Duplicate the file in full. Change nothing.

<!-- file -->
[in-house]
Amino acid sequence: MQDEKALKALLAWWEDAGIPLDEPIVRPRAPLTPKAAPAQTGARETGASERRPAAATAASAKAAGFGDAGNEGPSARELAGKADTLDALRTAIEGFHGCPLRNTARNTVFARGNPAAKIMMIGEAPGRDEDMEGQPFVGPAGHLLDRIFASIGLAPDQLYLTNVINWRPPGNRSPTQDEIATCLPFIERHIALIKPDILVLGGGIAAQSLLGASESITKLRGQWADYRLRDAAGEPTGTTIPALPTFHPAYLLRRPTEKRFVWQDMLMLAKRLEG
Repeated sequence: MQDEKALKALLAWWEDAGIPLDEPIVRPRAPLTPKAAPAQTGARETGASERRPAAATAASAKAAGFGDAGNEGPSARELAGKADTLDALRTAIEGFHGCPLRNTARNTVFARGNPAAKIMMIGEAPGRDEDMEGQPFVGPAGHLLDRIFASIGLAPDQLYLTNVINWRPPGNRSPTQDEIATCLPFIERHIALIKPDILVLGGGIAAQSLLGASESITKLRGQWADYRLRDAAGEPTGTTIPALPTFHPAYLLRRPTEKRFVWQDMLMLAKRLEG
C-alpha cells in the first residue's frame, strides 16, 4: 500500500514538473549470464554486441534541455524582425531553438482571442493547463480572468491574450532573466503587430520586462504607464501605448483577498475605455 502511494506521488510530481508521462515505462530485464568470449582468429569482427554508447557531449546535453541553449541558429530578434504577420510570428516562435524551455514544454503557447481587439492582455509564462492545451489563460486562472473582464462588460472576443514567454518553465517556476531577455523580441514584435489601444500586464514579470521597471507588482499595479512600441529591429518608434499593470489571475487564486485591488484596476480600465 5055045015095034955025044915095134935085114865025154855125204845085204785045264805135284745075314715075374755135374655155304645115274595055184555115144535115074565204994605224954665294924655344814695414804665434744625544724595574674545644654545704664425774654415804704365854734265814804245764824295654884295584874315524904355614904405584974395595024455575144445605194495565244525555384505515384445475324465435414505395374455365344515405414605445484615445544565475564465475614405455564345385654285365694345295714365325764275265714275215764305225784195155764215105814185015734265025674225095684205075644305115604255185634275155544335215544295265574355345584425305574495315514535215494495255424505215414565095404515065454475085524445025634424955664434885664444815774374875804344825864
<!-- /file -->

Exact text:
[in-house]
Amino acid sequence: MQDEKALKALLAWWEDAGIPLDEPIVRPRAPLTPKAAPAQTGARETGASERRPAAATAASAKAAGFGDAGNEGPSARELAGKADTLDALRTAIEGFHGCPLRNTARNTVFARGNPAAKIMMIGEAPGRDEDMEGQPFVGPAGHLLDRIFASIGLAPDQLYLTNVINWRPPGNRSPTQDEIATCLPFIERHIALIKPDILVLGGGIAAQSLLGASESITKLRGQWADYRLRDAAGEPTGTTIPALPTFHPAYLLRRPTEKRFVWQDMLMLAKRLEG
Repeated sequence: MQDEKALKALLAWWEDAGIPLDEPIVRPRAPLTPKAAPAQTGARETGASERRPAAATAASAKAAGFGDAGNEGPSARELAGKADTLDALRTAIEGFHGCPLRNTARNTVFARGNPAAKIMMIGEAPGRDEDMEGQPFVGPAGHLLDRIFASIGLAPDQLYLTNVINWRPPGNRSPTQDEIATCLPFIERHIALIKPDILVLGGGIAAQSLLGASESITKLRGQWADYRLRDAAGEPTGTTIPALPTFHPAYLLRRPTEKRFVWQDMLMLAKRLEG
C-alpha cells in the first residue's frame, strides 16, 4: 500500500514538473549470464554486441534541455524582425531553438482571442493547463480572468491574450532573466503587430520586462504607464501605448483577498475605455 502511494506521488510530481508521462515505462530485464568470449582468429569482427554508447557531449546535453541553449541558429530578434504577420510570428516562435524551455514544454503557447481587439492582455509564462492545451489563460486562472473582464462588460472576443514567454518553465517556476531577455523580441514584435489601444500586464514579470521597471507588482499595479512600441529591429518608434499593470489571475487564486485591488484596476480600465 5055045015095034955025044915095134935085114865025154855125204845085204785045264805135284745075314715075374755135374655155304645115274595055184555115144535115074565204994605224954665294924655344814695414804665434744625544724595574674545644654545704664425774654415804704365854734265814804245764824295654884295584874315524904355614904405584974395595024455575144445605194495565244525555384505515384445475324465435414505395374455365344515405414605445484615445544565475564465475614405455564345385654285365694345295714365325764275265714275215764305225784195155764215105814185015734265025674225095684205075644305115604255185634275155544335215544295265574355345584425305574495315514535215494495255424505215414565095404515065454475085524445025634424955664434885664444815774374875804344825864